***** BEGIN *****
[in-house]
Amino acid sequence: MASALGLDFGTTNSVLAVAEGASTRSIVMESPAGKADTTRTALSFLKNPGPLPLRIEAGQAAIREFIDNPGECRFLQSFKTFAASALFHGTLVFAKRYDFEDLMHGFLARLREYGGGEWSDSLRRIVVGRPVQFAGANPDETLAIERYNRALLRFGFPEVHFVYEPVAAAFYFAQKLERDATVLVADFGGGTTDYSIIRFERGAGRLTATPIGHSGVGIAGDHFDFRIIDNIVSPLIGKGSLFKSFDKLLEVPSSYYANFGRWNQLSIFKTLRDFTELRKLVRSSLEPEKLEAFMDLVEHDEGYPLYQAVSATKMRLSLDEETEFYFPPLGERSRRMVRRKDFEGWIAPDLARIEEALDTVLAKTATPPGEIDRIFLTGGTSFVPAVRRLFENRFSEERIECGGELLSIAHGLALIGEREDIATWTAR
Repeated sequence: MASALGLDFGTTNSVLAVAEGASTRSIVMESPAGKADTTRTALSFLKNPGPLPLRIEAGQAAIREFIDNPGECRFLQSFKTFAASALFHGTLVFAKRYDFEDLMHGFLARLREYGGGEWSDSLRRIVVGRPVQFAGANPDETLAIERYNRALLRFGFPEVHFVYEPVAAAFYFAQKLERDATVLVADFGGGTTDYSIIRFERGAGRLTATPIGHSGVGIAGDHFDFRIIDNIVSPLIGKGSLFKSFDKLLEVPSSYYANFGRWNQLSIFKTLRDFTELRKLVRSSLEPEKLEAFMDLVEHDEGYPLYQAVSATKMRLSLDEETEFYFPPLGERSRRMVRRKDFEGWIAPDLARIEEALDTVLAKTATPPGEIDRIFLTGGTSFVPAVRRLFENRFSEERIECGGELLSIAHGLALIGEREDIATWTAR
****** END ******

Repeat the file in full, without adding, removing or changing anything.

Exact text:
[in-house]
Amino acid sequence: MASALGLDFGTTNSVLAVAEGASTRSIVMESPAGKADTTRTALSFLKNPGPLPLRIEAGQAAIREFIDNPGECRFLQSFKTFAASALFHGTLVFAKRYDFEDLMHGFLARLREYGGGEWSDSLRRIVVGRPVQFAGANPDETLAIERYNRALLRFGFPEVHFVYEPVAAAFYFAQKLERDATVLVADFGGGTTDYSIIRFERGAGRLTATPIGHSGVGIAGDHFDFRIIDNIVSPLIGKGSLFKSFDKLLEVPSSYYANFGRWNQLSIFKTLRDFTELRKLVRSSLEPEKLEAFMDLVEHDEGYPLYQAVSATKMRLSLDEETEFYFPPLGERSRRMVRRKDFEGWIAPDLARIEEALDTVLAKTATPPGEIDRIFLTGGTSFVPAVRRLFENRFSEERIECGGELLSIAHGLALIGEREDIATWTAR
Repeated sequence: MASALGLDFGTTNSVLAVAEGASTRSIVMESPAGKADTTRTALSFLKNPGPLPLRIEAGQAAIREFIDNPGECRFLQSFKTFAASALFHGTLVFAKRYDFEDLMHGFLARLREYGGGEWSDSLRRIVVGRPVQFAGANPDETLAIERYNRALLRFGFPEVHFVYEPVAAAFYFAQKLERDATVLVADFGGGTTDYSIIRFERGAGRLTATPIGHSGVGIAGDHFDFRIIDNIVSPLIGKGSLFKSFDKLLEVPSSYYANFGRWNQLSIFKTLRDFTELRKLVRSSLEPEKLEAFMDLVEHDEGYPLYQAVSATKMRLSLDEETEFYFPPLGERSRRMVRRKDFEGWIAPDLARIEEALDTVLAKTATPPGEIDRIFLTGGTSFVPAVRRLFENRFSEERIECGGELLSIAHGLALIGEREDIATWTAR